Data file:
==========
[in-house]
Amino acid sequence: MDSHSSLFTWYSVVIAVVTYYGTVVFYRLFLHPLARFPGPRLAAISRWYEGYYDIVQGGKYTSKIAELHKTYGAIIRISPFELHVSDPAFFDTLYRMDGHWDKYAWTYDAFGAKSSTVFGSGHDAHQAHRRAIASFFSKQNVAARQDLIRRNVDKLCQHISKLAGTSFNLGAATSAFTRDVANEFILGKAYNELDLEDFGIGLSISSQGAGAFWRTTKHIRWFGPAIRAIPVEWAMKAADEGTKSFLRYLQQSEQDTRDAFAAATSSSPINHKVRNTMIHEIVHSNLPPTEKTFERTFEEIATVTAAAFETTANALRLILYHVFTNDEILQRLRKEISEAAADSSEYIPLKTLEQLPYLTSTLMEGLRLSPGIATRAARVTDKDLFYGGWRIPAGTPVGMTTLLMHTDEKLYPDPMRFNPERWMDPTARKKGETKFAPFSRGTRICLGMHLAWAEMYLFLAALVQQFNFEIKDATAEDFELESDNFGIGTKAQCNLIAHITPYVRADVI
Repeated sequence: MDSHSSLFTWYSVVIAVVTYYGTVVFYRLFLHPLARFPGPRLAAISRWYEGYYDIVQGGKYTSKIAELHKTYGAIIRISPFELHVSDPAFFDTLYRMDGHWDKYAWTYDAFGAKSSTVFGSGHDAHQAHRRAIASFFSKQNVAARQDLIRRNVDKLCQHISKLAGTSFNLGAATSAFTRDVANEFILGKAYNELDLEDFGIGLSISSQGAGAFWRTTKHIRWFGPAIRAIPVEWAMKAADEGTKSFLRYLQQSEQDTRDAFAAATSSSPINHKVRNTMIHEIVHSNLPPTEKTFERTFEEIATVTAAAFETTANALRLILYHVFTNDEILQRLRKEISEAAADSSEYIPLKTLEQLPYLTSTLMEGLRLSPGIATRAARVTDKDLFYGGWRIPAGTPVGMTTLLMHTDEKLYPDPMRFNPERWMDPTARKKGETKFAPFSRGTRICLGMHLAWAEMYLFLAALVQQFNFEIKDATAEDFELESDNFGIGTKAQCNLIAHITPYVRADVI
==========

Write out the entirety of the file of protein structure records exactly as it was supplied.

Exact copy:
[in-house]
Amino acid sequence: MDSHSSLFTWYSVVIAVVTYYGTVVFYRLFLHPLARFPGPRLAAISRWYEGYYDIVQGGKYTSKIAELHKTYGAIIRISPFELHVSDPAFFDTLYRMDGHWDKYAWTYDAFGAKSSTVFGSGHDAHQAHRRAIASFFSKQNVAARQDLIRRNVDKLCQHISKLAGTSFNLGAATSAFTRDVANEFILGKAYNELDLEDFGIGLSISSQGAGAFWRTTKHIRWFGPAIRAIPVEWAMKAADEGTKSFLRYLQQSEQDTRDAFAAATSSSPINHKVRNTMIHEIVHSNLPPTEKTFERTFEEIATVTAAAFETTANALRLILYHVFTNDEILQRLRKEISEAAADSSEYIPLKTLEQLPYLTSTLMEGLRLSPGIATRAARVTDKDLFYGGWRIPAGTPVGMTTLLMHTDEKLYPDPMRFNPERWMDPTARKKGETKFAPFSRGTRICLGMHLAWAEMYLFLAALVQQFNFEIKDATAEDFELESDNFGIGTKAQCNLIAHITPYVRADVI
Repeated sequence: MDSHSSLFTWYSVVIAVVTYYGTVVFYRLFLHPLARFPGPRLAAISRWYEGYYDIVQGGKYTSKIAELHKTYGAIIRISPFELHVSDPAFFDTLYRMDGHWDKYAWTYDAFGAKSSTVFGSGHDAHQAHRRAIASFFSKQNVAARQDLIRRNVDKLCQHISKLAGTSFNLGAATSAFTRDVANEFILGKAYNELDLEDFGIGLSISSQGAGAFWRTTKHIRWFGPAIRAIPVEWAMKAADEGTKSFLRYLQQSEQDTRDAFAAATSSSPINHKVRNTMIHEIVHSNLPPTEKTFERTFEEIATVTAAAFETTANALRLILYHVFTNDEILQRLRKEISEAAADSSEYIPLKTLEQLPYLTSTLMEGLRLSPGIATRAARVTDKDLFYGGWRIPAGTPVGMTTLLMHTDEKLYPDPMRFNPERWMDPTARKKGETKFAPFSRGTRICLGMHLAWAEMYLFLAALVQQFNFEIKDATAEDFELESDNFGIGTKAQCNLIAHITPYVRADVI